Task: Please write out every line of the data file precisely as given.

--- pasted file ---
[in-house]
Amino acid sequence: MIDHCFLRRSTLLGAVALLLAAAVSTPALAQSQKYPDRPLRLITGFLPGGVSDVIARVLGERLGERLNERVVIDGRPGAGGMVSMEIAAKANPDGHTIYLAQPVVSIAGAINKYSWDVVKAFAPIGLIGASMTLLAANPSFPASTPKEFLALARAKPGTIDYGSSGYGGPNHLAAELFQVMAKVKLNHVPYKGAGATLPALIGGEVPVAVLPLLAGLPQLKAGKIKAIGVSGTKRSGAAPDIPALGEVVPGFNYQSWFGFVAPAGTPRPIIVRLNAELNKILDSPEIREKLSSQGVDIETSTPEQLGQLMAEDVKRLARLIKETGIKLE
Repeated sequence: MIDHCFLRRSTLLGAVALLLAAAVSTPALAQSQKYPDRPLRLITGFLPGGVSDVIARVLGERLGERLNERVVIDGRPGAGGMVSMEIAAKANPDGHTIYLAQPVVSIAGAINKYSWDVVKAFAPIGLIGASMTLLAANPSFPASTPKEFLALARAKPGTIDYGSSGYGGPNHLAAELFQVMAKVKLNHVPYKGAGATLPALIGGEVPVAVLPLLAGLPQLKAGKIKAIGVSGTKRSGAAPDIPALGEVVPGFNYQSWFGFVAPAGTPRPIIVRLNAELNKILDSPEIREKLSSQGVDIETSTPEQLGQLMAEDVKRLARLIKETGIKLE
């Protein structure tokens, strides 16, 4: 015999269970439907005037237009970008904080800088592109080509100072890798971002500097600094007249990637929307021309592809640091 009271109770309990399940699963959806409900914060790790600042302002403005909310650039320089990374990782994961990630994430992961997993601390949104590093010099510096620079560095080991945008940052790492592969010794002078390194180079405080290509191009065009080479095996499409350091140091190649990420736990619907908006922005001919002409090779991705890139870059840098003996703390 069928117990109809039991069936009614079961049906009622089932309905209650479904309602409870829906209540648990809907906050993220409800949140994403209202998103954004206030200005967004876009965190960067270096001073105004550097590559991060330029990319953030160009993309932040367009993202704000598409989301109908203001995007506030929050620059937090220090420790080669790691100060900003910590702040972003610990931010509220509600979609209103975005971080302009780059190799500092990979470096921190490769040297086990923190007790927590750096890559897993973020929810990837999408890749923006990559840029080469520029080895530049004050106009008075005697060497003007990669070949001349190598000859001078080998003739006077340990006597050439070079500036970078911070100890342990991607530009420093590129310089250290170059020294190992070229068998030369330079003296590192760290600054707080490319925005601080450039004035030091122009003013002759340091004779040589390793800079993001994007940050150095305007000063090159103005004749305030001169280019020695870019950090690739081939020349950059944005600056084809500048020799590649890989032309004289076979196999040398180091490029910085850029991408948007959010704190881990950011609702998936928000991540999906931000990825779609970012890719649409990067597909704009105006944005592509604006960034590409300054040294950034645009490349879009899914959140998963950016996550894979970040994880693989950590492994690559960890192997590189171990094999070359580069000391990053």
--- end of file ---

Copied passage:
[in-house]
Amino acid sequence: MIDHCFLRRSTLLGAVALLLAAAVSTPALAQSQKYPDRPLRLITGFLPGGVSDVIARVLGERLGERLNERVVIDGRPGAGGMVSMEIAAKANPDGHTIYLAQPVVSIAGAINKYSWDVVKAFAPIGLIGASMTLLAANPSFPASTPKEFLALARAKPGTIDYGSSGYGGPNHLAAELFQVMAKVKLNHVPYKGAGATLPALIGGEVPVAVLPLLAGLPQLKAGKIKAIGVSGTKRSGAAPDIPALGEVVPGFNYQSWFGFVAPAGTPRPIIVRLNAELNKILDSPEIREKLSSQGVDIETSTPEQLGQLMAEDVKRLARLIKETGIKLE
Repeated sequence: MIDHCFLRRSTLLGAVALLLAAAVSTPALAQSQKYPDRPLRLITGFLPGGVSDVIARVLGERLGERLNERVVIDGRPGAGGMVSMEIAAKANPDGHTIYLAQPVVSIAGAINKYSWDVVKAFAPIGLIGASMTLLAANPSFPASTPKEFLALARAKPGTIDYGSSGYGGPNHLAAELFQVMAKVKLNHVPYKGAGATLPALIGGEVPVAVLPLLAGLPQLKAGKIKAIGVSGTKRSGAAPDIPALGEVVPGFNYQSWFGFVAPAGTPRPIIVRLNAELNKILDSPEIREKLSSQGVDIETSTPEQLGQLMAEDVKRLARLIKETGIKLE
């Protein structure tokens, strides 16, 4: 015999269970439907005037237009970008904080800088592109080509100072890798971002500097600094007249990637929307021309592809640091 009271109770309990399940699963959806409900914060790790600042302002403005909310650039320089990374990782994961990630994430992961997993601390949104590093010099510096620079560095080991945008940052790492592969010794002078390194180079405080290509191009065009080479095996499409350091140091190649990420736990619907908006922005001919002409090779991705890139870059840098003996703390 069928117990109809039991069936009614079961049906009622089932309905209650479904309602409870829906209540648990809907906050993220409800949140994403209202998103954004206030200005967004876009965190960067270096001073105004550097590559991060330029990319953030160009993309932040367009993202704000598409989301109908203001995007506030929050620059937090220090420790080669790691100060900003910590702040972003610990931010509220509600979609209103975005971080302009780059190799500092990979470096921190490769040297086990923190007790927590750096890559897993973020929810990837999408890749923006990559840029080469520029080895530049004050106009008075005697060497003007990669070949001349190598000859001078080998003739006077340990006597050439070079500036970078911070100890342990991607530009420093590129310089250290170059020294190992070229068998030369330079003296590192760290600054707080490319925005601080450039004035030091122009003013002759340091004779040589390793800079993001994007940050150095305007000063090159103005004749305030001169280019020695870019950090690739081939020349950059944005600056084809500048020799590649890989032309004289076979196999040398180091490029910085850029991408948007959010704190881990950011609702998936928000991540999906931000990825779609970012890719649409990067597909704009105006944005592509604006960034590409300054040294950034645009490349879009899914959140998963950016996550894979970040994880693989950590492994690559960890192997590189171990094999070359580069000391990053």